Perhaps nothing in work is more fundamental except pay. Employees expect to be paid properly – and employers face significant risk and consequences if correct payment does not occur. The Department of Labor’s recent proposed rule change relating to overtime has many implications for employers seeking to award overtime pay in a compliant manner. While the proposed rule is still pending (i.e., not final), it serves as a reminder that employers should regularly revisit their pay practices to minimize liability. I recommend that employers keep the following in mind:
- Employees must be paid at least twice a month. Most jurisdictions in the United States have requirements on how often to pay employees. In DC, MD, and VA – payment must occur at least twice a month. Paying employees less than twice a month (even inadvertently) may result in significant damages for employers (i.e., twice the amount due to be paid per employee). I recommend revising “unique” pay schedules if they run afoul of the twice-monthly requirement.
- Withholding pay at separation is prohibited. The end of an employment relationship is rarely “clean.” Many times, employees leave without providing two weeks’ notice – or employers need to terminate, effective immediately. Absent written agreement to the contrary, employers cannot withhold final pay – even if company equipment such as computers or tool kits remain outstanding. Employers should refine their current policies to clarify the process for the end of the employment relationship (including consequences/costs for taking company equipment). Without a proper agreement, employers should always lean towards paying employees their final pay – or risk consequences (i.e., at least twice the amount of payment due and attorney’s fees).
- Overtime can be earned even if not expressly authorized. Many employers operate under the assumption that they make the final decision on awarding overtime. However, this is far from the case. Any time worked in a 7-day period that is more than forty (40) hours must be paid at one and a half a non-exempt employee’s hourly rate. While policies can be implemented that require that management authorize any overtime work (appropriate for a variety of workplaces), employers should always review their employees’ time to confirm that they are properly paying for any work over forty (40) hours. A failure to pay for additional time can result in significant penalties (i.e., three times the amount due, lawsuits from other employees in the same “class,” and attorney’s fees, among other things).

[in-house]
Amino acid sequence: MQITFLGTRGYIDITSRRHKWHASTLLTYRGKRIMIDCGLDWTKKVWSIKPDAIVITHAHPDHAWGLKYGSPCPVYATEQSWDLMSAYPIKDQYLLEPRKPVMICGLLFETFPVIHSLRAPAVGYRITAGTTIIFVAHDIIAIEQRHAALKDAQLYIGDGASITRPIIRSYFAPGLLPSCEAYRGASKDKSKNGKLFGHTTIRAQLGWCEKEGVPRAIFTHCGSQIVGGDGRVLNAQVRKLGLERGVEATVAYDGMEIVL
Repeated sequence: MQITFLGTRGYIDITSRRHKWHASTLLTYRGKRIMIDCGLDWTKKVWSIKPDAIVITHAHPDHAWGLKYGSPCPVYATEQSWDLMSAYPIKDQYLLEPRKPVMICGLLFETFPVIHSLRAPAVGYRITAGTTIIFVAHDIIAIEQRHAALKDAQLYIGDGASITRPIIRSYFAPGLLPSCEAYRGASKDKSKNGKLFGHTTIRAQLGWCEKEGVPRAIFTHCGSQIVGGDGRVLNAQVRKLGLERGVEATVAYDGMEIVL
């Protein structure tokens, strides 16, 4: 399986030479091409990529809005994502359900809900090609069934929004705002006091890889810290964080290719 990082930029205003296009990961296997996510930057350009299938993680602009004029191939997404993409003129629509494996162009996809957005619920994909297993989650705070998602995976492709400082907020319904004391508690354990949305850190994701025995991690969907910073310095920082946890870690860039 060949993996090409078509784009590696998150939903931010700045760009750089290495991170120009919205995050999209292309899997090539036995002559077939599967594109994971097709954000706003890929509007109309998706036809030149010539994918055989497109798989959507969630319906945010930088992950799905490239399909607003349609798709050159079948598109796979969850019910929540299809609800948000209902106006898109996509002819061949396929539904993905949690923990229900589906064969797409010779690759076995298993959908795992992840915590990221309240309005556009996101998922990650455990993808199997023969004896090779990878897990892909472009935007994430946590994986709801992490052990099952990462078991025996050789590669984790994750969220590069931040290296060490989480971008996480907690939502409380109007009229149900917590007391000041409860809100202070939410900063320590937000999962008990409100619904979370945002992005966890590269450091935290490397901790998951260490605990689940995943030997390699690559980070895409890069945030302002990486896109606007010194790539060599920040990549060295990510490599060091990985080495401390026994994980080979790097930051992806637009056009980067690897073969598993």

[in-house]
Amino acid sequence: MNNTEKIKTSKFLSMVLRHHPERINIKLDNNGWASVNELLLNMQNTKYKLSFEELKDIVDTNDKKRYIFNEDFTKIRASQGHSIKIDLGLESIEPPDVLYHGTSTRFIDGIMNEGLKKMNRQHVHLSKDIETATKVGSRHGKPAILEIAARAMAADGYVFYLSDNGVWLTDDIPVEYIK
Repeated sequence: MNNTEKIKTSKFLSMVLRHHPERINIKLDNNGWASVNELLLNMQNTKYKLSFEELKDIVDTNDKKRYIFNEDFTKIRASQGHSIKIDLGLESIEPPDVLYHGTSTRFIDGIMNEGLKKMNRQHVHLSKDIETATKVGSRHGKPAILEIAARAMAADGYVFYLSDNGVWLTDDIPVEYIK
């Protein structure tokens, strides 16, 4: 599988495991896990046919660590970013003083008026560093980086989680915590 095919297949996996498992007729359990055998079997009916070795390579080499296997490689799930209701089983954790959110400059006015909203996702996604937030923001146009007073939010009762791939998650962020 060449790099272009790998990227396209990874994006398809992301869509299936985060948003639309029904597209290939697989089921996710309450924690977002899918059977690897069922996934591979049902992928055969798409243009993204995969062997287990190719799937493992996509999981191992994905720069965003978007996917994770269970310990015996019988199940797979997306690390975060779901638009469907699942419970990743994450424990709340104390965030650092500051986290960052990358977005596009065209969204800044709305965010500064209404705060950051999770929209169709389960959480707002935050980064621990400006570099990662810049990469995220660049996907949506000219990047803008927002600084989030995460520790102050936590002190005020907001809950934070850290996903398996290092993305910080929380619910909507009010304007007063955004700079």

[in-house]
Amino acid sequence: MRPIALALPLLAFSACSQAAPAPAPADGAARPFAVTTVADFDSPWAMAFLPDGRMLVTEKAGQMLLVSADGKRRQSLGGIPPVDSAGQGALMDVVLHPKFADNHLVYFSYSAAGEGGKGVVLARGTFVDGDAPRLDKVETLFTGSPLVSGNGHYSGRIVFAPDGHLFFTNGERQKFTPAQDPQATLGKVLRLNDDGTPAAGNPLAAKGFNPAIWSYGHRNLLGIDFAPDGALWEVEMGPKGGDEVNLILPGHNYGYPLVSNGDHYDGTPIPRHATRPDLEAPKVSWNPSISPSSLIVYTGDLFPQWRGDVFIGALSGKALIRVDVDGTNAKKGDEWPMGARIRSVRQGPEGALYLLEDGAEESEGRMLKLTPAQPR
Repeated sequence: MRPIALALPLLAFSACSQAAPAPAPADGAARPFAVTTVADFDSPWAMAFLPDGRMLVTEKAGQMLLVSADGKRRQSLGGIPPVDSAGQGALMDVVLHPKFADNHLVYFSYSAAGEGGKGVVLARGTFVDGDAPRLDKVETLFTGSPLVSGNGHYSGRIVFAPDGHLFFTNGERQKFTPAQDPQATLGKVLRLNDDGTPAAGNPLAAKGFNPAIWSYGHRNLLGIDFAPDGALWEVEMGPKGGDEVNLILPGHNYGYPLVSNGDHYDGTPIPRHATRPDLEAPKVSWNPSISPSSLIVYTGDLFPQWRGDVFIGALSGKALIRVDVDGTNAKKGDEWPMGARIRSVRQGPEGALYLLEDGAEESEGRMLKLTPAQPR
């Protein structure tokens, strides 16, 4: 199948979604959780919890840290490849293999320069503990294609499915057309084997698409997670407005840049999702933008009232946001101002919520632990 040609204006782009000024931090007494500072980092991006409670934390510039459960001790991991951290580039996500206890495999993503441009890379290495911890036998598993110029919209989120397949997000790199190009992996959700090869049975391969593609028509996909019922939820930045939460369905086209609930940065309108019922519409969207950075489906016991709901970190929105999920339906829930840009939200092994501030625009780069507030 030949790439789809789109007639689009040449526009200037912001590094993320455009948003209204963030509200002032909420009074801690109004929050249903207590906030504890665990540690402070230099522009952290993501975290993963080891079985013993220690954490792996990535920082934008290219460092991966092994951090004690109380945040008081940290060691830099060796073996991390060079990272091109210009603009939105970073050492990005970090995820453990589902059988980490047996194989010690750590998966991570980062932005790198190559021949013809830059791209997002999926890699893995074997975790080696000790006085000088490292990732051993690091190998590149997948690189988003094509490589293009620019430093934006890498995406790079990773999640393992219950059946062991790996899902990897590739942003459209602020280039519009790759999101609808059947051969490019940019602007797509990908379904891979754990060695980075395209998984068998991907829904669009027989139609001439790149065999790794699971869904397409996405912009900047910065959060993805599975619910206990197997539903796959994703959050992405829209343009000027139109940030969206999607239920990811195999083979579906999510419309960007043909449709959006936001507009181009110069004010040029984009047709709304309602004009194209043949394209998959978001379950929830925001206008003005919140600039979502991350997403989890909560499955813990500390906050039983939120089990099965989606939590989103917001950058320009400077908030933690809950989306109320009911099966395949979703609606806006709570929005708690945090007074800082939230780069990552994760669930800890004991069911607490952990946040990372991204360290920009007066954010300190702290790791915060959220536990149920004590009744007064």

Be sure to tune in for additional analysis on the Department of Labor’s rule change process and the implications of the final rule for employers. In addition, feel free to reach out to me for any questions on your current pay practices.
Contact me at email@example.com or 703.745.1849
ABOUT THEODORA STRINGHAM
firstname.lastname@example.org | 703.745.1849
Theodora Stringham is a member of Offit Kurman’s Commercial Litigation, Real Estate Law and Transactions, and Employment Law practice groups. Ms. Stringham’s diverse experience is aimed at assisting individuals, businesses, and organizations with growing successfully while minimizing liability. Focusing on real estate and personnel needs, Ms. Stringham executes sustainable plans for real estate development and employee matters. She provides comprehensive representation for everyday growth issues, including, but not limited to, re-zonings, site plan approvals, eminent domain/valuation concerns, employment discrimination, and disciplinary issues. Ms. Stringham’s scope of representation ranges from identifying potential liability and providing counseling/trainings, all the way through representation at trial.